FMCSA Considers Upping Broker Finance Requirements
The Federal Motor Carrier Safety Administration is considering increasing the amount of readily-available assets (mostly cash) that a broker must have on hand to pay fleets who have completed deliveries for them, as written on a proposal in the Federal Register.
The way things are now, a broker is required to keep $75,000 in current assets to pay for deliveries as they happen. If a broker finds itself with less than $75,000, the FMCSA has the power to suspend their ability to do business until they are once again above the threshold. Under the Moving Ahead for Progress in the 21st Century Act (MAP-21), signed under President Obama, says that the funds can be secured in either a trust fund or surety bond.
For a variety of reasons, including inflation, the FMCSA is considering raising the requirement, though has not yet specified what that new number would be.
The FMCSA estimates that in 2022 1.3% of brokers had to dip into their surety bond or trust fund in order to make payments. Of those 1.3%, 17% of them involved claims exceeding $75,000. The FMCSA is hoping to mitigate those fringe cases, because while it may only happen 0.02% of the time, that small number of fleets is going to be rightfully angry.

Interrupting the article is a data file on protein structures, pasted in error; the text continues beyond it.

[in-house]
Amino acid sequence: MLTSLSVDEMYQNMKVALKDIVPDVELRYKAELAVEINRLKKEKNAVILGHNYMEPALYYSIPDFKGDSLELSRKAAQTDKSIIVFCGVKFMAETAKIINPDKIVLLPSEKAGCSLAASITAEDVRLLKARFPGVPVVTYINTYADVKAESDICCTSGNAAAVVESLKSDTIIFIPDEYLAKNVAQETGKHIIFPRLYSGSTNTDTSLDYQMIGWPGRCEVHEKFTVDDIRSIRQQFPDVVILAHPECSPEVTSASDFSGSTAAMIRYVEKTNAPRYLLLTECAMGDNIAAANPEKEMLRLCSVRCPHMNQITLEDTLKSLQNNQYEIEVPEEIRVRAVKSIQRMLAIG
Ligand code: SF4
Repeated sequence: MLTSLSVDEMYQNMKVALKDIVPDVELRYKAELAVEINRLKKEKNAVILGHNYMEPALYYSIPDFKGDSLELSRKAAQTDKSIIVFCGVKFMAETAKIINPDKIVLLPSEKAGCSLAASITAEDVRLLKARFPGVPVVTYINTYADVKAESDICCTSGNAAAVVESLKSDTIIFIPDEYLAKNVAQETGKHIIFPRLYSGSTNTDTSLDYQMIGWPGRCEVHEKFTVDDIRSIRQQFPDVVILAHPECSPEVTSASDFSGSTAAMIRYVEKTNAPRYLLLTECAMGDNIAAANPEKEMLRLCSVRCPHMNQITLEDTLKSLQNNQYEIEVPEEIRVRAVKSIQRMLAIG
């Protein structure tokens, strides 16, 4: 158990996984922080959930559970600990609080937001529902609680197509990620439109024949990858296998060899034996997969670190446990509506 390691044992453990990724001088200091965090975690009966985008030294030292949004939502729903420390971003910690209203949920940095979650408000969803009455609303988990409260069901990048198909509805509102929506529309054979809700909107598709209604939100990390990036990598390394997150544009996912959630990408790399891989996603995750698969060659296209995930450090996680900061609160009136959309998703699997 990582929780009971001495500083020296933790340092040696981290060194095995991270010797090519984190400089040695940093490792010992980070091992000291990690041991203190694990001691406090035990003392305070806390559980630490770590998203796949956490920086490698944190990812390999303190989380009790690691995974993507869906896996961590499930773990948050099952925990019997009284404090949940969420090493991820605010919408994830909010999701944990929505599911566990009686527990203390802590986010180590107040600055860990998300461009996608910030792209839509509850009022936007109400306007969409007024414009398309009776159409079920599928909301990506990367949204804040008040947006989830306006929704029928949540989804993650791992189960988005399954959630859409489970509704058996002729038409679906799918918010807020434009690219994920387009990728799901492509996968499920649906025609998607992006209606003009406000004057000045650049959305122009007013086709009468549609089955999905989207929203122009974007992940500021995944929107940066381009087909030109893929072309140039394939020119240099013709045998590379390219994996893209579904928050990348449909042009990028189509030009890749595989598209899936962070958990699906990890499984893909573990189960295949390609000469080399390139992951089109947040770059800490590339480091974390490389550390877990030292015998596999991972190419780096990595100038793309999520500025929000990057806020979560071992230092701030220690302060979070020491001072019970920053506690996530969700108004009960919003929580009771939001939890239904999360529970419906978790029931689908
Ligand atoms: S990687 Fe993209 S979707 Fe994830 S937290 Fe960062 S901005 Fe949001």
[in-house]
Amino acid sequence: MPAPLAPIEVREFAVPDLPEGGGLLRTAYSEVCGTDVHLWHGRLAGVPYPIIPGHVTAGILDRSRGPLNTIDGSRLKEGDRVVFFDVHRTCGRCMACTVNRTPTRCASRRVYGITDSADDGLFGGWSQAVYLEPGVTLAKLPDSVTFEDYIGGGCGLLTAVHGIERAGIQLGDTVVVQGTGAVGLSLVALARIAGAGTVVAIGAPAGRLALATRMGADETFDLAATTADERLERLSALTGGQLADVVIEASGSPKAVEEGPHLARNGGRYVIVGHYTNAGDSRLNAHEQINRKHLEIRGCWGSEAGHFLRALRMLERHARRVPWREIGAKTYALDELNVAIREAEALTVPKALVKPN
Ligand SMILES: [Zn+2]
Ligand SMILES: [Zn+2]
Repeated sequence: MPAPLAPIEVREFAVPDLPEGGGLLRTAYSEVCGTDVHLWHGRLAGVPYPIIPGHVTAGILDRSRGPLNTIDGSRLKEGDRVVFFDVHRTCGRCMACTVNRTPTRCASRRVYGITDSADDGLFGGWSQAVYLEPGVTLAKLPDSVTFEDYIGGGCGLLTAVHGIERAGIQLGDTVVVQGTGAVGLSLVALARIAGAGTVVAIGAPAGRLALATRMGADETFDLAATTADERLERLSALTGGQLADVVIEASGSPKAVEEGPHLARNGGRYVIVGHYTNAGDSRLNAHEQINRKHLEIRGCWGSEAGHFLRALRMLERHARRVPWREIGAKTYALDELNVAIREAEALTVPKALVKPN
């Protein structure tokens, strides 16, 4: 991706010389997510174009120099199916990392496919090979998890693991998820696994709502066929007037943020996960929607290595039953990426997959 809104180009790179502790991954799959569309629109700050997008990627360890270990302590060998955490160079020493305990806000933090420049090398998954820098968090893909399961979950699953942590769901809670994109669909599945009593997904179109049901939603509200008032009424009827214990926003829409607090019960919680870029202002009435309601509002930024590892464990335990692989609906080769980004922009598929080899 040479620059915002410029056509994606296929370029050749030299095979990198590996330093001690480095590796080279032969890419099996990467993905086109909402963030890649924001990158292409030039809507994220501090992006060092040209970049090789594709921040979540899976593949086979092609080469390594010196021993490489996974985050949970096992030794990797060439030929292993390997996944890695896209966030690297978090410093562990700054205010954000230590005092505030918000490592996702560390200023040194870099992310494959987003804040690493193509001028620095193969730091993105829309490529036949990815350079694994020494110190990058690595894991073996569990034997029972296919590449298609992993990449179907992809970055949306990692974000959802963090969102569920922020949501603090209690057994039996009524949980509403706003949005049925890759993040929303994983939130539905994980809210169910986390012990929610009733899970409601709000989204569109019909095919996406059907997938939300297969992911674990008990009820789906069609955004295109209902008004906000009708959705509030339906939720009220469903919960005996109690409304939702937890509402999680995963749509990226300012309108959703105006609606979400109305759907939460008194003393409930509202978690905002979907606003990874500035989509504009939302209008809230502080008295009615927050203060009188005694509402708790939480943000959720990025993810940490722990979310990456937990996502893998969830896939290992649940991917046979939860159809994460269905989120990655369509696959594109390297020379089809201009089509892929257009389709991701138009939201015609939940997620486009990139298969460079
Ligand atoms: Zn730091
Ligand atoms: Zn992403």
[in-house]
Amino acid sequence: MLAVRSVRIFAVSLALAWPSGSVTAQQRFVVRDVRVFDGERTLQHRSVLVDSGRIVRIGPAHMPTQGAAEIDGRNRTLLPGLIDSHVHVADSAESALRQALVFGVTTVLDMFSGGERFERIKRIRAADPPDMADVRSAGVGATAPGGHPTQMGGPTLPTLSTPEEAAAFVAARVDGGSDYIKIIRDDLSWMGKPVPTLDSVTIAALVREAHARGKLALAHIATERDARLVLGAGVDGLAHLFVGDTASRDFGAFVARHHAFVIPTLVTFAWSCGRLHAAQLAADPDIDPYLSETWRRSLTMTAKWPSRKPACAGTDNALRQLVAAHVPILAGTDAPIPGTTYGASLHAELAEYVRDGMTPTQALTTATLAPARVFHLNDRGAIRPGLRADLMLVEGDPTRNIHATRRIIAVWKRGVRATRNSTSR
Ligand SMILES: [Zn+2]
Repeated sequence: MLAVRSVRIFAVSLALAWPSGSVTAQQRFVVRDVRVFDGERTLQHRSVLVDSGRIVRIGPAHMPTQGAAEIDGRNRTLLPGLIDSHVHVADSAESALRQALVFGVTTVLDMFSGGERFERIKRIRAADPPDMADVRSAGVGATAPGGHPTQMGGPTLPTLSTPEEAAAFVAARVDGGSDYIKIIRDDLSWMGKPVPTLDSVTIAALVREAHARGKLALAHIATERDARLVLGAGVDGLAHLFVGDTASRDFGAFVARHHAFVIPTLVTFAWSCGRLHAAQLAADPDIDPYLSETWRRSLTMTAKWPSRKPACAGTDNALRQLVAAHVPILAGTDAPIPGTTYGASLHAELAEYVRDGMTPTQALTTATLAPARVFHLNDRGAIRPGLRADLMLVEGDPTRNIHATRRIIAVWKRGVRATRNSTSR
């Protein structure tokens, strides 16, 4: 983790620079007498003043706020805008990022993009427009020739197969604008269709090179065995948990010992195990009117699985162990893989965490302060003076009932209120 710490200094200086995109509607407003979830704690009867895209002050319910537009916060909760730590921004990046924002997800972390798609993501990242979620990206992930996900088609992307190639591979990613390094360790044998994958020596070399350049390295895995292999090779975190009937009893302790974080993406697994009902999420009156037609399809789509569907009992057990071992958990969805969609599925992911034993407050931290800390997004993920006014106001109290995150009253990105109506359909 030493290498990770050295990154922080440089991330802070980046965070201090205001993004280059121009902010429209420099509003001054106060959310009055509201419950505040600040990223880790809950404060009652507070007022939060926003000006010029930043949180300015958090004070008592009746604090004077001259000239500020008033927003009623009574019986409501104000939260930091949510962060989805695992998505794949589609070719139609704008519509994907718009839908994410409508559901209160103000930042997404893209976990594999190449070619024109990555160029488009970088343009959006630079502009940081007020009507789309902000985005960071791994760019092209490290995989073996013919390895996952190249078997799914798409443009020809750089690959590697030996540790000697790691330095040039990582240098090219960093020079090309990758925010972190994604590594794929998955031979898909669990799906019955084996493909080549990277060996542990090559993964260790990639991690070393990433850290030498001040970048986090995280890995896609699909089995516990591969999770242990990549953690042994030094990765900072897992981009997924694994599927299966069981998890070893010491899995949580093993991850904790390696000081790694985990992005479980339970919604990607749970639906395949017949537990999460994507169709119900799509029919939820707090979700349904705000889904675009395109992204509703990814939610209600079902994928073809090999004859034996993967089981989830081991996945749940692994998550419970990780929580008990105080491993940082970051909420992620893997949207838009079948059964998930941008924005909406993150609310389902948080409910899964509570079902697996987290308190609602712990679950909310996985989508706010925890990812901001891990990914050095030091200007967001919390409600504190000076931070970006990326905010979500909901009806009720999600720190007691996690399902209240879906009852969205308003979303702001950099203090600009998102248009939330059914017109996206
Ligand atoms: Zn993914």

FMCSA writes in the Federal Register that it “believes that most brokers operate with integrity and uphold the contracts made with motor carriers and shippers. However, a minority of brokers with unscrupulous business practices can create unnecessary financial hardship for unsuspecting motor carriers.”
Response from Stakeholders
The Owner-Operators Independent Drivers Association (OOIDA) is generally in favor of the increase in requirements, though cites the lack of enforcement of the original $75,000 rule as a bigger problem. OOIDA director of federal relations Jay Grimes writes, “Unfortunately, the MAP-21 broker bond provisions have not really been enforced and motor carriers are still being denied rightful claims or, in many cases, only getting a small percentage of what they’re owed.”
Drivers commenting through the Federal Register have had mixed opinions, with some saying it does not go far enough. One comment by John Hopwood reads, “This is a good first step, it does not go far enough. What the next step should be is to have the original dollar amount printed on the bill of [lading], so that the driver can see how much was originally paid to transport the load, that way brokers can not take excessive amounts from the loads.”
Let us know your opinion on the potential increase in financial security for brokers, and more importantly, make sure that your voice is heard in the Federal Register so the FMCSA can make changes as needed. The window for comments ends March 6th, 2023.
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